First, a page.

Throughout his short career, How to Dress Well’s Tom Krell has already garnered the tag of being ethereal and ultimately transcendent. On Love Remains, the fragments of his life were adorned with stellar hooks (“You Won’t Need Me Where I’m Goin’”) and moving, tremendously great melodies (“Endless Rain”); each song, paired with his voice, made for a winning combination. The entire time, the music always felt otherworldly and torn, because of the open production and sparse gestures employed by Krell. Fortunately, he’s taken little time to return with a denser, more glorious and perhaps, simply better album with Total Loss – a release that is timely and focused but above all, filled with sounds that both enrich and welcome Krell’s soaring voice.
Rightfully positioned, at the center of the album on “& It Was U,” the sounds recall Jamie Lidell in a springing affair, with righteous pop that swirls around Krell’s impeccable vocals. The space still feels bare because of the way Krell adds spectral atmospheres to both his voice and the music’s aesthetic sense as well. This causes for songs to swell over into a superb blend of styles and themes that all underline the album’s main focus, lost love. Truly awesome, these are the kinds of songs you’d expect to hear during the onset of winter with autumn harshly beckoning: Total Loss is a richer document than its predecessor but still, wholly personal.
“You were there for me when I was in trouble” are the opening words uttered by Krell on Total Loss and with the seemingly exposed revelation, you can certainly sense the struggle he’s describing. Starting where he left off, Krell uses this opening gesture – lonely, wistful, and distant in atmosphere and texture – as a catapult to Total Loss’s stunning new sounds. After the short, almost prelude, “Cold Nites” immediately changes all the pre-connections and changes the focus to beat-heavy, smoothly-tapered R&B. Whereas Love Remains was more a channeling of For Emma, Forever Ago, the spectrum on Total Loss ventures deeper into more of a layered and brilliant sound. On “World I Need You, Won’t Be Without You (Proem)”, Krell appropriately labels a song with the ‘prelude’ title and surrounds the listener with thick strings – flourishing instruments that encompasses both a stroke of diversity and still, complimentary exposures. Such downright thickness wasn’t as ubiquitous before, now it’s for the better.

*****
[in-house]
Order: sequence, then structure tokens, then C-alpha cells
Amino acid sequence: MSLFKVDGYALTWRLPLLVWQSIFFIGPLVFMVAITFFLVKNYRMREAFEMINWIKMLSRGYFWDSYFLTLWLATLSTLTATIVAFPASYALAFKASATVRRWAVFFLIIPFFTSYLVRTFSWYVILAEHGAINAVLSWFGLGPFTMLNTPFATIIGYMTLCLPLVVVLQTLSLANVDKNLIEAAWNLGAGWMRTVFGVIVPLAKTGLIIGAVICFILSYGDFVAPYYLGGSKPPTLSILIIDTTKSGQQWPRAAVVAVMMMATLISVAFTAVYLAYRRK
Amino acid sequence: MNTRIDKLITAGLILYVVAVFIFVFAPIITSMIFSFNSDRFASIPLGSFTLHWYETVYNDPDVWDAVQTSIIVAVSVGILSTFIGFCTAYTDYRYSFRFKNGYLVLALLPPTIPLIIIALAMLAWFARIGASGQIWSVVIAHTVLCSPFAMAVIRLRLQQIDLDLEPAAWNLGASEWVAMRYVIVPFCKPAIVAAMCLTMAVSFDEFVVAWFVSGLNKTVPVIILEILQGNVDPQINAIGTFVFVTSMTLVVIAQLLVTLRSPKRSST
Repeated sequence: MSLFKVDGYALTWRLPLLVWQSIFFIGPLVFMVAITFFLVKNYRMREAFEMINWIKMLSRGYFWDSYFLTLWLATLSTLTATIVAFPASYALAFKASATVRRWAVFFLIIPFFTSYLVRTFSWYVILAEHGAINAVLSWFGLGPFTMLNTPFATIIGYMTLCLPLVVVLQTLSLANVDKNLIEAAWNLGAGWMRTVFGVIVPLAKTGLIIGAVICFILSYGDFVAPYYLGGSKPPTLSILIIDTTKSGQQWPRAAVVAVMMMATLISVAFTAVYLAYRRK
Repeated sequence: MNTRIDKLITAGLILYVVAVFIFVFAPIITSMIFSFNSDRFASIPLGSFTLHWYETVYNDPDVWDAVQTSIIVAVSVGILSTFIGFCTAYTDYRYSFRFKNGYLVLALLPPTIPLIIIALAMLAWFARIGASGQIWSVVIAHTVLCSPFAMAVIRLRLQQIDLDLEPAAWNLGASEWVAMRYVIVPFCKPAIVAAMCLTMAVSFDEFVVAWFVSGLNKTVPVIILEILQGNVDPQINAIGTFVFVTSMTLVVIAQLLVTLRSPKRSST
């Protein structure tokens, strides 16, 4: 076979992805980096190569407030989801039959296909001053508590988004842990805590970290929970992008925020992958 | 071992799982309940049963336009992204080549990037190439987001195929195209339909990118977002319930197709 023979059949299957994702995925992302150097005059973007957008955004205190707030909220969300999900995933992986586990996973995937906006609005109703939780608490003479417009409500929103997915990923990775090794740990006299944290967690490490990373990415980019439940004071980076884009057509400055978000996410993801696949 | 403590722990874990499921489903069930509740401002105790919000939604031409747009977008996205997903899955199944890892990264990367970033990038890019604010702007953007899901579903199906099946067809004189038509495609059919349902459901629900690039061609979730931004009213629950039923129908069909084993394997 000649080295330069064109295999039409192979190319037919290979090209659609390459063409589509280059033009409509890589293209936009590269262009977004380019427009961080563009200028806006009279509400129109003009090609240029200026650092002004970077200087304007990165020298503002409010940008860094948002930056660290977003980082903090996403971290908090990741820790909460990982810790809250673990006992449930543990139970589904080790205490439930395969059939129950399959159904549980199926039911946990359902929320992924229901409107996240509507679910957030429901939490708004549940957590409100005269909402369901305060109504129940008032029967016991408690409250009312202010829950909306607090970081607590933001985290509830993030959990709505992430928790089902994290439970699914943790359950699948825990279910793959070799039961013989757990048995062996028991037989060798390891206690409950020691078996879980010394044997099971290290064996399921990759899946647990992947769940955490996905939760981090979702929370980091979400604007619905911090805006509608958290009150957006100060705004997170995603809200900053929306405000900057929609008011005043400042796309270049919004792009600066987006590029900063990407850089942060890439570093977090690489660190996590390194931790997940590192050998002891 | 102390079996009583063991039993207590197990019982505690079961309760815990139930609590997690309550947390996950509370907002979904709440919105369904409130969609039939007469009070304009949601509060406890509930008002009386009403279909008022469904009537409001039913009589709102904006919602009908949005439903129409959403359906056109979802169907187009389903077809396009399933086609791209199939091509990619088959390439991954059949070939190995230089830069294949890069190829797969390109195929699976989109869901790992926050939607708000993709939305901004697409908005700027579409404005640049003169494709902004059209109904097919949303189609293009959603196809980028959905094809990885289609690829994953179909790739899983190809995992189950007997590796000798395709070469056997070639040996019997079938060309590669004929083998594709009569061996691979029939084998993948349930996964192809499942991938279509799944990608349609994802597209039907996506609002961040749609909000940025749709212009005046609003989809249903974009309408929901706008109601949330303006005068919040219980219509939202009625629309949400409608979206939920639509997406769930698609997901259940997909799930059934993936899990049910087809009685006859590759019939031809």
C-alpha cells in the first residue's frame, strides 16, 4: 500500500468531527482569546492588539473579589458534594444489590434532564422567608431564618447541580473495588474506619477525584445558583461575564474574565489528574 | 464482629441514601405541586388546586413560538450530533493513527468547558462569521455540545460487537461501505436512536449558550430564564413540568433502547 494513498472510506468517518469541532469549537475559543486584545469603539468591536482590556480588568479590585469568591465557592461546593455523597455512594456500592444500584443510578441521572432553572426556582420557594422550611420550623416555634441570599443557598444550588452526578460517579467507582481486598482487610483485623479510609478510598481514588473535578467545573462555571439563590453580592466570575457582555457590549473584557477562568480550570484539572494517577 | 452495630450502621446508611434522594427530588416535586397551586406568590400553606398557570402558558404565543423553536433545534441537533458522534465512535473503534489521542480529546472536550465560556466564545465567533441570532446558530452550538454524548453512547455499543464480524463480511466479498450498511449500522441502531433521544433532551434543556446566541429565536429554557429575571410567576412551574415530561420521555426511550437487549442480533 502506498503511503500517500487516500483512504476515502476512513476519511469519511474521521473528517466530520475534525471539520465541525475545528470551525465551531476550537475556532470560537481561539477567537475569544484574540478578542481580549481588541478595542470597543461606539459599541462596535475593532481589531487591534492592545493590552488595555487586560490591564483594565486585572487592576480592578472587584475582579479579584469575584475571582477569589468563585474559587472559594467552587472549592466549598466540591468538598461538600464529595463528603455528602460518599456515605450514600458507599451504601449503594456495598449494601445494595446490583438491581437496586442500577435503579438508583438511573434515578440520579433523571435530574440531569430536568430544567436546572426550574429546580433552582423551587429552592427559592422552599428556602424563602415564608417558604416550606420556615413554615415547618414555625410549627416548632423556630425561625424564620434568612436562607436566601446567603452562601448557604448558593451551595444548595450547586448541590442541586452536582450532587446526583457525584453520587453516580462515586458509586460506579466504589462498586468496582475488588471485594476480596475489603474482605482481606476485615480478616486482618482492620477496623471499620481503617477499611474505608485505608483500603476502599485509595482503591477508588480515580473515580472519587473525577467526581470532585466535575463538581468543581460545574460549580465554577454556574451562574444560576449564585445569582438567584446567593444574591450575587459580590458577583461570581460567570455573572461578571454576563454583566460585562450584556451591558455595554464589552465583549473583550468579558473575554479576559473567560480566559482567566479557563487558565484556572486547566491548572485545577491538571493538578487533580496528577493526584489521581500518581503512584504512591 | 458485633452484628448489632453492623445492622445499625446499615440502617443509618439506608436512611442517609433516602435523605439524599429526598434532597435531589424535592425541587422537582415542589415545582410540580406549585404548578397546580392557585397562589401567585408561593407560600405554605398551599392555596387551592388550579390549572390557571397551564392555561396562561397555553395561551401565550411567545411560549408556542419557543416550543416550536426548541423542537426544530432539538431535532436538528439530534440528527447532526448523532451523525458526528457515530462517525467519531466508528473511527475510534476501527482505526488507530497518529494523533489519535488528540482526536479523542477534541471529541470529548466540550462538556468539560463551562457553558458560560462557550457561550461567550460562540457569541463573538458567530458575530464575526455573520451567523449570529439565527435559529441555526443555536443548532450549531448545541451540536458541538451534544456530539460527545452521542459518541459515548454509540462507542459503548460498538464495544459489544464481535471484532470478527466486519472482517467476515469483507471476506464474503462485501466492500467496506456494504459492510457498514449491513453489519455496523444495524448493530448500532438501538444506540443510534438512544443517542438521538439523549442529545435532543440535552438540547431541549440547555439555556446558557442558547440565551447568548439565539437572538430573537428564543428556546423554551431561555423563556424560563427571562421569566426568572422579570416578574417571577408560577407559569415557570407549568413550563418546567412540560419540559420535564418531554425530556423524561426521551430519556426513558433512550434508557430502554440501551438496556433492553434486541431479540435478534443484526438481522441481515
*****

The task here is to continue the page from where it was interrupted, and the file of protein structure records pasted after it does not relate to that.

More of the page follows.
This is definitely an open book with Krell intimately singing to various people throughout and while it comes to a bursting shot on “Set it Right,” the substantial weight of the guitars and soundscapes are heavy indeed. The subdued piano in the background, then back to the foreground again, always delicate, dictates the flow but Krell remains the star of the show. Although there is still more of the ambient feeling like on “Ocean Floor for Everything,” as opposed to the striking beat of “Running Back,” the former is a reflective way to close the album. Its steady burn, the fading drum pattern; it comes from underneath the water and spills over somewhere before the middle. There is a confident amount of swagger and control and the music is always coolly delivered; however, the daring highs Krell attempts work wonders and genuinely highlight the finest cuts on here.
With eleven songs, the album flows serenely well and sounds like a two part voyage; the second half much weightier, the first half perhaps more buoyant. Not that the feel of “Say My Name or Say Whatever” is upbeat, the speculative keyboard line alone acts as the combining force and nestled in the middle of the front half, Krell showcases a clear understanding of sublime sequencing. It still sounds like just one of the many details Krell has finely presented on Total Loss, an album just two years removed from his previous venture. One should be so lucky to receive such strong musical skill and that his aim is always this high on every single album; yet, it seems truly possible with How to Dress Well.